ST. LOUIS, Mo. (KMOX) – Experts suspect that across the St. Louis region, countless children are being held against their will — forced into the sex trade.
This week KMOX News goes inside this hidden world and looks at why it’s so hard to expose sex traffickers.
“Tonight, some girl who’s going to be 17 or 18 years old, is gonna be looking in her closet trying to figure out, what can I put on to try to attract men because I have to make x amount of dollars.” – Pat Bradley, International Crisis Aid
She is not a streetwalker.
She is hidden in clubs. In hotels.
Exploited in ads on the web.
“There are numerous internet sites where a man, a john, can go and buy a girl at any time.” – Kimberly Ritter, Nix Conference and Meeting Management
Men who just want to satisfy their lust.
“Some of my clients were law enforcement, judges, athletes, politicians.” – Katie Rhoades, Healing Action Network
It’s said human trafficking is more profitable than drug trafficking.
“You can only sell the drugs one time. With the victim, you can sell that person over and over again.” – Cleo Terry, Hoyleton Youth and Family Services
In St. Louis, there are Children for Sale.
“These girls are victims, and I have yet to meet a girl that grew up saying I want to be a prostitute.” Pat Bradley is President of International Crisis Aid, a St. Louis-based group that is aided survivors in other countries.
Bradley says there is also a thriving underground trade in the St. Louis area. “What I’ve been told by federal law enforcement is that it’s in virtually every city in America.”
In fact, a Justice Department study put St. Louis in the top 20 regions for sex trafficking.
International Crisis Aid recently opened its first shelter for victims of sex trafficking in this region. The risk to these girls is so real, the location is kept secret.
Bradley gives a tour of one wing of the donated building. “In here we have 11 bedrooms set up. Each girl gets her own bedroom.” The home has space for nearly two dozen girls. He doubts that is even scratching the surface. “If you know where to go and you check it out online it’s just page, after page, after page of — let’s put it this way — potential victims.”
But until recently the term “sex trafficking” was something few people in the region had heard.
“It’s not like they’re walking up and down the streets of St. Louis County trying to pick up men, so a lot of people just don’t see what’s happening behind the scenes, so I don’t think they think it’s an issue,” says Sgt. Adam Kavanaugh with the Special Investigations Unit of the St. Louis County Police and Deputy Commander of the Missouri Internet Crimes Against Children Task Force.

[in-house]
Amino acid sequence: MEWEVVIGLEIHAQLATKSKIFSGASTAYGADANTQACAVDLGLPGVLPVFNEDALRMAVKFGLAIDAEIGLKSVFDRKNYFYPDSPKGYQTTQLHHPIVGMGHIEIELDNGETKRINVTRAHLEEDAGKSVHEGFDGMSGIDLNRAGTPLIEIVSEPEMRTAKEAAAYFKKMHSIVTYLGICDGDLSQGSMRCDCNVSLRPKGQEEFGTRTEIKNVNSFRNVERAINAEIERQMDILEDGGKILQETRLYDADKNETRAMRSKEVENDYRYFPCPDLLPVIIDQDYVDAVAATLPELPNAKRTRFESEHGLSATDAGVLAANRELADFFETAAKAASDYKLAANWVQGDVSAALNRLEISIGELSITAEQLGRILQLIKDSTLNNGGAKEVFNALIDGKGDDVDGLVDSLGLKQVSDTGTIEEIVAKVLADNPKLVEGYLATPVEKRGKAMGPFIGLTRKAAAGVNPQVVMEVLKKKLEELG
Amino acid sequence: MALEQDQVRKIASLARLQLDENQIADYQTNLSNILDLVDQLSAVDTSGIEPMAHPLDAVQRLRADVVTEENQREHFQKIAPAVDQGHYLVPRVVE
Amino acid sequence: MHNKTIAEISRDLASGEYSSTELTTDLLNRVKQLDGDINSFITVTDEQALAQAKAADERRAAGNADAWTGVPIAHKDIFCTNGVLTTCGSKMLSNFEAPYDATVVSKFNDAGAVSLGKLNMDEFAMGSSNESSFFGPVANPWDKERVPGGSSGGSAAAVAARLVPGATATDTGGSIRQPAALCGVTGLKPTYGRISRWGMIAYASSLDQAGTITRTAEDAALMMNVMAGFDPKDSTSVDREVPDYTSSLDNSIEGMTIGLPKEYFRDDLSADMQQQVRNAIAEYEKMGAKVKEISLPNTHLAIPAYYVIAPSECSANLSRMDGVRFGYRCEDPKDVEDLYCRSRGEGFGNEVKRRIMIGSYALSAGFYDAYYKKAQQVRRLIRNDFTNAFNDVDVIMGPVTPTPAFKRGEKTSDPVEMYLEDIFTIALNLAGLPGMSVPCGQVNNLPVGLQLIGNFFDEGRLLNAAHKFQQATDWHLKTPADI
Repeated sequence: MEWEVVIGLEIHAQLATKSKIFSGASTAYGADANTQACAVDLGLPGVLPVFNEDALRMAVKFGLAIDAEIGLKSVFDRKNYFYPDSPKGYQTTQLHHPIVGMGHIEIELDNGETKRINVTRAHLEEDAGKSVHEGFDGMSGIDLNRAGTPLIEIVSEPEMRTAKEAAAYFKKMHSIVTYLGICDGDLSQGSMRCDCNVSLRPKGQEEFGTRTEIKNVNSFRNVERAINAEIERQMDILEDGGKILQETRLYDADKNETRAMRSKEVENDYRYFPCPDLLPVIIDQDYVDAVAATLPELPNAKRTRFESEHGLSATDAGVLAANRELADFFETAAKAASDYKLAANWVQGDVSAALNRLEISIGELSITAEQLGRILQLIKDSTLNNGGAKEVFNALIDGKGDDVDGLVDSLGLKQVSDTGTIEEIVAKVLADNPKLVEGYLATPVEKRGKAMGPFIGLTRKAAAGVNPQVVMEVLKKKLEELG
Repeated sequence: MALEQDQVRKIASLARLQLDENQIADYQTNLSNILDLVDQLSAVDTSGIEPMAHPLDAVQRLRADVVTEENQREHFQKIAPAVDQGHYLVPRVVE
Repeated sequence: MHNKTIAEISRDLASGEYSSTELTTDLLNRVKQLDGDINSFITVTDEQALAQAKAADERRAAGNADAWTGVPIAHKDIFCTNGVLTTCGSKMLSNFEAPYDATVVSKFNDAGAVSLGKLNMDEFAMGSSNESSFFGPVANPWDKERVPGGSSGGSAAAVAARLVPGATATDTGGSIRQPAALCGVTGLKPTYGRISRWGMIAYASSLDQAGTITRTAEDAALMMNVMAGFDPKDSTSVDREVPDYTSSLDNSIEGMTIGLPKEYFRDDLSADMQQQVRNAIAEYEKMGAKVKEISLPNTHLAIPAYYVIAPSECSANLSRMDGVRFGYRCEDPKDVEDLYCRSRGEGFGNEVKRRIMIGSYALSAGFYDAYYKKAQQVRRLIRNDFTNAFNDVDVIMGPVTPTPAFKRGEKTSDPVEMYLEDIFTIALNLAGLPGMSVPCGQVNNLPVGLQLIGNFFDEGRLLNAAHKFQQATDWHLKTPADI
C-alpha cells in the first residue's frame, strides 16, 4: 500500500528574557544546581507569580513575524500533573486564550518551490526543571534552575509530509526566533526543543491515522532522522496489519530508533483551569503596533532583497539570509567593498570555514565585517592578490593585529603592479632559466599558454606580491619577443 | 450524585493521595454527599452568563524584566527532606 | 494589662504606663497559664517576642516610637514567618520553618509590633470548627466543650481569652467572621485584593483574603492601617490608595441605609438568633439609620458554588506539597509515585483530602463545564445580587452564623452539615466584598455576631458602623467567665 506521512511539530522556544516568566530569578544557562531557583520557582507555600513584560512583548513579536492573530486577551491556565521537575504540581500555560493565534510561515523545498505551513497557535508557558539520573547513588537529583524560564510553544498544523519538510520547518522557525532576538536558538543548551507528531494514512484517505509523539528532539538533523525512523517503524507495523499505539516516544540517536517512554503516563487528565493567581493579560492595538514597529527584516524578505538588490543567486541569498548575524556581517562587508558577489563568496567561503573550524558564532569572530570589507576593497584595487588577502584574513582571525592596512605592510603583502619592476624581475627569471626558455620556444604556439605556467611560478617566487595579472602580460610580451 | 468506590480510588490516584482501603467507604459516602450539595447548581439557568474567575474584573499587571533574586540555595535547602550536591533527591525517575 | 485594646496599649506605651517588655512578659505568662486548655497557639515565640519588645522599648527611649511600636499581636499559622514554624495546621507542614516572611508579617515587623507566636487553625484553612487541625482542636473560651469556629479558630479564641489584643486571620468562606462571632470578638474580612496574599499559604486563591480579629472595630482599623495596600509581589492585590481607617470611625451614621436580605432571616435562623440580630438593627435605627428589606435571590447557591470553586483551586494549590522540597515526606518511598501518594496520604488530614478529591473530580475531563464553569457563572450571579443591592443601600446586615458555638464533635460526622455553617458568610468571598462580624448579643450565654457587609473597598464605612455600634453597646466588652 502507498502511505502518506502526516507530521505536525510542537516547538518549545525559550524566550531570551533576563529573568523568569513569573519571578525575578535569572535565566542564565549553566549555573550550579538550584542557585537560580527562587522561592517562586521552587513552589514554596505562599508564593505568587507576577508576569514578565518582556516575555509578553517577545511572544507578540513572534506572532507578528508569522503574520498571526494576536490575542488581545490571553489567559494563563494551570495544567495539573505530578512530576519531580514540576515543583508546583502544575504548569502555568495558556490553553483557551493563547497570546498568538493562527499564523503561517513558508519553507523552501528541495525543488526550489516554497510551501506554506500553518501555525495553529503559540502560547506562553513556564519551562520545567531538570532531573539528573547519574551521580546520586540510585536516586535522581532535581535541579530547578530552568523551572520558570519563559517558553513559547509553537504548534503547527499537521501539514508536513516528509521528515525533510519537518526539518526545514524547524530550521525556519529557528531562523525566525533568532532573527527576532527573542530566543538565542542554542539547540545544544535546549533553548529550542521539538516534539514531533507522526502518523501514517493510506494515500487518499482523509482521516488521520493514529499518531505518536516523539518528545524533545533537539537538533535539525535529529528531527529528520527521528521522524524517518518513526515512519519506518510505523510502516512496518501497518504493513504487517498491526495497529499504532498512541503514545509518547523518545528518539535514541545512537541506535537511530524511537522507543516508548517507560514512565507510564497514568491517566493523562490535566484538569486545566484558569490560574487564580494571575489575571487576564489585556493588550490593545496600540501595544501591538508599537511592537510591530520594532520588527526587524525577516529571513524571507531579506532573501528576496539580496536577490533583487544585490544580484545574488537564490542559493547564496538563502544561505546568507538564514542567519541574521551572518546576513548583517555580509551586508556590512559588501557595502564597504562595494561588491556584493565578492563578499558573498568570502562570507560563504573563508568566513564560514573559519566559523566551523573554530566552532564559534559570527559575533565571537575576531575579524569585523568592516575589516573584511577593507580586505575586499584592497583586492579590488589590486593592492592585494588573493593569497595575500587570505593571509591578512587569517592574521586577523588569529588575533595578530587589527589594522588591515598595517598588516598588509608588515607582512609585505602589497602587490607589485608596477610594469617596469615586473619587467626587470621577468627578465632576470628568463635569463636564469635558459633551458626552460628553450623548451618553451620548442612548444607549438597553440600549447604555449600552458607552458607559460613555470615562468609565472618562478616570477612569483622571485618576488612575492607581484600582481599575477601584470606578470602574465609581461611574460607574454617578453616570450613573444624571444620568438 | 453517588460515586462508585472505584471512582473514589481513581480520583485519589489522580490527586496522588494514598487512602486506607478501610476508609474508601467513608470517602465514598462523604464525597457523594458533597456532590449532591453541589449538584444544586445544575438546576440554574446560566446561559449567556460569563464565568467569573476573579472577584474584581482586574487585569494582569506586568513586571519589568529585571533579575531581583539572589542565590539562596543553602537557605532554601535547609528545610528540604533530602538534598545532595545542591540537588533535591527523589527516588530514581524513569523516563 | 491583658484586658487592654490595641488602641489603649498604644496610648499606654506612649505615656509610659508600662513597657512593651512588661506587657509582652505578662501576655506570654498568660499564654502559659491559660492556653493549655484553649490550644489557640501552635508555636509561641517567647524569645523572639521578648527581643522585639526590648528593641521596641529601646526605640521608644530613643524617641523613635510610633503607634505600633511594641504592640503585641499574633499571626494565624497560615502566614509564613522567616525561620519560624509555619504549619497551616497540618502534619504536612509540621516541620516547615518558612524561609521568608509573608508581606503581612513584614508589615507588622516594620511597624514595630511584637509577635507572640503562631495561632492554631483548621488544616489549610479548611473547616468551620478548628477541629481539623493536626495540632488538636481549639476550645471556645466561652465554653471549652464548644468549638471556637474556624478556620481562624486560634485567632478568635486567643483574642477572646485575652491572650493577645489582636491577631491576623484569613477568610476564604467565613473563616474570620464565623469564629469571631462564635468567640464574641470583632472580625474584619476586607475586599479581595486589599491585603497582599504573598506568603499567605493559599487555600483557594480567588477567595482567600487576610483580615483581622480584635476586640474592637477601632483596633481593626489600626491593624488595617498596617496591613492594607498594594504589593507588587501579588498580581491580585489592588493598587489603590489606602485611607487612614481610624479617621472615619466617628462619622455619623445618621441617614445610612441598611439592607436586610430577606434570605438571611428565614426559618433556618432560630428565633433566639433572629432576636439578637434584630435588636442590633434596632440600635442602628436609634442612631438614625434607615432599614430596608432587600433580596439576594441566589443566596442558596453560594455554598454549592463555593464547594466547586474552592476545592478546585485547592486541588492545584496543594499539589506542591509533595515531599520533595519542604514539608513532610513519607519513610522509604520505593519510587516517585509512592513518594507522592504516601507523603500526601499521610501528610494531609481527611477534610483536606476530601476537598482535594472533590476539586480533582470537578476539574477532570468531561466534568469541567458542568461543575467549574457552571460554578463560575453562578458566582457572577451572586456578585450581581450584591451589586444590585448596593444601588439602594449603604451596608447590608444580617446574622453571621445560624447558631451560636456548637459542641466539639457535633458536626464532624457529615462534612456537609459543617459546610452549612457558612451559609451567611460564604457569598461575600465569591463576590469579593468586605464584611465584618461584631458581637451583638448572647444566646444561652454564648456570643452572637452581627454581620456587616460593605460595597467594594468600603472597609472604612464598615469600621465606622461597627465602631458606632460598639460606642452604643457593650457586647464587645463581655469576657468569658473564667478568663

The johns know where to go.
Kavanaugh says there is no doubt they know they’re buying underage girls. The average age of victims is 13 — and investigators have seen much younger — even toddlers. “It’s blatantly obvious what’s being advertised, especially when a lot of them have pictures of girls unclothed. And the way they’re worded, a lot of these people don’t try to hide it, they’re very obvious in what they’re doing.”
These children pay the price for men to have momentary pleasure.
“A lot of these girls by the time we see them have been brutally beat, raped, they’re held in conditions that are not the most liveable conditions,” explains Kavanaugh. “Some of them don’t eat but once a day. They’re held in hotel rooms and not allowed to leave unless they’re with their trafficker, so mentally they’re really beaten down.”
And when the cops get too close, these traffickers pick up stakes.
“One of the things that traffickers do is move victims from place to place, from city to city. Here of course it’s easy to go back and forth across the river.” As head of Hoyleton Youth and Family Services in East St. Louis, Illinois, Cleo Terry trains police and social workers in what to spot. Terry says moving just gives pimps another measure of control over their girls. “Before long the person doesn’t even know where she is,” explains Terry. “Her world comes down to this one manager who controls everything she does from the time she gets up to the time she goes to bed.”
Who are these girls and how are they trapped?
Listen Tuesday at 7:50 a.m. and 5:21 p.m. as our KMOX News Special Report “Children for Sale” continues.
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